Media Anthropology represents a convergence of issues and interests on anthropological approaches to the study of media. The purpose of this reader is to promote the identity of the field of study; identify its major concepts, methods, and bibliography; comment on the state of the art; and provide examples of current research. Based on original articles by leading scholars from several countries and academic disciplines, Media Anthropology provides essays introducing the issues, reviewing the field, forging new conceptual syntheses.

The Emergence of Religious Forms on Television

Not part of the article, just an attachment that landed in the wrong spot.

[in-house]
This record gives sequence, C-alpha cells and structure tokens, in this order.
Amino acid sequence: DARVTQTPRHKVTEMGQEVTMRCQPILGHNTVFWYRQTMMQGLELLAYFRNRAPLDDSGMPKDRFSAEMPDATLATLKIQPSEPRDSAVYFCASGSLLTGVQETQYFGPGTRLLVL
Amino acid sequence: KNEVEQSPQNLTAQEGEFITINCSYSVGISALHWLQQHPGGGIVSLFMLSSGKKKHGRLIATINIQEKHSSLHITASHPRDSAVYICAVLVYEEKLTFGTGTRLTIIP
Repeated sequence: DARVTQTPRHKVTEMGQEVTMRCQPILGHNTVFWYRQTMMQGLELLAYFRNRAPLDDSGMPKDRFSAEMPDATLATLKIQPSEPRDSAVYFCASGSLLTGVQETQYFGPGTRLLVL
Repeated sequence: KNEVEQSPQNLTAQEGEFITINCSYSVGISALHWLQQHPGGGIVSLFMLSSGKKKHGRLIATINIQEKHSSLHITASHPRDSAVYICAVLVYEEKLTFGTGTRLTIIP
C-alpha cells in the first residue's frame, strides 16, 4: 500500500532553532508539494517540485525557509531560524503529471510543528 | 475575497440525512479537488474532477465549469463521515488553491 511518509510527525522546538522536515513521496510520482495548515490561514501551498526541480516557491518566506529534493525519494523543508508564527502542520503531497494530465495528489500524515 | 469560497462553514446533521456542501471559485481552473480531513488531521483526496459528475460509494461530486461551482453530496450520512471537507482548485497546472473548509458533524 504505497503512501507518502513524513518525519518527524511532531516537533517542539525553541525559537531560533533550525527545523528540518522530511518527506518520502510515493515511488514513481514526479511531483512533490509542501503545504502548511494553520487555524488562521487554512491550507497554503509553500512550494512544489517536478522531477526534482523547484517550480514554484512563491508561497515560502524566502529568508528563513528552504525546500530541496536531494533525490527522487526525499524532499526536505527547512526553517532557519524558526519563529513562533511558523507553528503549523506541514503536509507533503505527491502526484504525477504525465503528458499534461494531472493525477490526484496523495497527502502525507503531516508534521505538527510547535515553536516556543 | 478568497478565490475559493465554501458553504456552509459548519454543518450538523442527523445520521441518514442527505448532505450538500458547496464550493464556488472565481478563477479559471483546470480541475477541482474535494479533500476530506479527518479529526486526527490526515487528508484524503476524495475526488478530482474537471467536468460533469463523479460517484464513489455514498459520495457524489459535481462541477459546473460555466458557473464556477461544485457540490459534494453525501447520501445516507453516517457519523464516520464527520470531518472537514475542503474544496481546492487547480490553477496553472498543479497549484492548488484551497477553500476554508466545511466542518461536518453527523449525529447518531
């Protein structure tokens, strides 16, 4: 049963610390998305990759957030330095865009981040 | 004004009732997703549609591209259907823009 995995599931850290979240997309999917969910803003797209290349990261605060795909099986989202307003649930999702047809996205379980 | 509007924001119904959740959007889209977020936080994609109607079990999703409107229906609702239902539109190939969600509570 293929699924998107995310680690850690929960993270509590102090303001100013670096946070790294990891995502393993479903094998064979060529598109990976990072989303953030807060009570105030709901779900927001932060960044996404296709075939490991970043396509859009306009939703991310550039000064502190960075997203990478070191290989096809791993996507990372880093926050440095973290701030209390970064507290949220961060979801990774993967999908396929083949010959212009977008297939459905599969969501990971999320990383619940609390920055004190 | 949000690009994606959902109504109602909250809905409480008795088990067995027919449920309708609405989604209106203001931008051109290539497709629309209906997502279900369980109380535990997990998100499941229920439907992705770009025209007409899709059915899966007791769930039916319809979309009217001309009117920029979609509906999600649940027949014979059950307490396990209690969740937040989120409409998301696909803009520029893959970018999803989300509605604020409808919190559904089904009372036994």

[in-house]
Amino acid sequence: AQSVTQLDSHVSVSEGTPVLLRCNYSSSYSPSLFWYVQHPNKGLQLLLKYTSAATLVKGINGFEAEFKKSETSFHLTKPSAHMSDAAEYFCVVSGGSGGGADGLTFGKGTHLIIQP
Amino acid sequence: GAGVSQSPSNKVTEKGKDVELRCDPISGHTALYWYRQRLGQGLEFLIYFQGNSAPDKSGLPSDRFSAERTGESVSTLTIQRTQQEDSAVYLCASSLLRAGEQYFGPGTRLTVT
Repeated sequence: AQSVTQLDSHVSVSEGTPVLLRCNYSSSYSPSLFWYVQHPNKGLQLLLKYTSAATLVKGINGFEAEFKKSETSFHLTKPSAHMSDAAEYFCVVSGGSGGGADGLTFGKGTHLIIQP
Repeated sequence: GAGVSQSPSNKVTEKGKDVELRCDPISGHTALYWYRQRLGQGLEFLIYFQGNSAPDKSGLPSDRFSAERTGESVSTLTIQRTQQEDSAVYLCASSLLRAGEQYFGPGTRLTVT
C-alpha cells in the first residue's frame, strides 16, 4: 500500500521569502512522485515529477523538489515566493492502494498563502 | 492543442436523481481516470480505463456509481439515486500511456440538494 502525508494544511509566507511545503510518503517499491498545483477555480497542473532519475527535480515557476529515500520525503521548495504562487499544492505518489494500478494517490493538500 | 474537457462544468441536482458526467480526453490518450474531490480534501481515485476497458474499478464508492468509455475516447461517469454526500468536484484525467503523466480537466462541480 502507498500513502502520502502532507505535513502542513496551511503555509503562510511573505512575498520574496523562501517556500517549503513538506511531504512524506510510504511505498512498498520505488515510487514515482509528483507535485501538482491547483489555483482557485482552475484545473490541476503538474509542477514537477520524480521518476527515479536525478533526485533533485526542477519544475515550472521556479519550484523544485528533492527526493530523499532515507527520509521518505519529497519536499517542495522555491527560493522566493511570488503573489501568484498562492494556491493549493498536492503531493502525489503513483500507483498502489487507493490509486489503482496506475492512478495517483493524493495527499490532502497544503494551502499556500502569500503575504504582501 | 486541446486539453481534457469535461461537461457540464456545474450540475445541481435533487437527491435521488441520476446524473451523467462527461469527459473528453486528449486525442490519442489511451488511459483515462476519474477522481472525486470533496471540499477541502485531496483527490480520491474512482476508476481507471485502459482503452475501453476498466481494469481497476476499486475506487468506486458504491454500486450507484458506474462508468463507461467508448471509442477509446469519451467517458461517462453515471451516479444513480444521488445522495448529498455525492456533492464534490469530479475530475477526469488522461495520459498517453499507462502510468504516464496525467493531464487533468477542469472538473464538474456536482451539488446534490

The emergence of religious forms on television

Fruitful research programs sometimes benefit from a risk-taking strategy. They derive their advantage from an imaginative and challenging yet methodologically controlled crossing of borders between traditional academic disciplines. When this happens, a concept or model familiar in one discipline can be used in a new way in another field. If we understand the theoretical apparatus of an academic discipline as analogous to, say, a pair of glasses that make certain things visible, these glasses are, in this case, being used to look at fairly unfamiliar material, material not normally analyzed by this specific set of spectacles. For researchers who want to keep their disciplines neatly separated and “clean,” such an endeavor—to borrow ...

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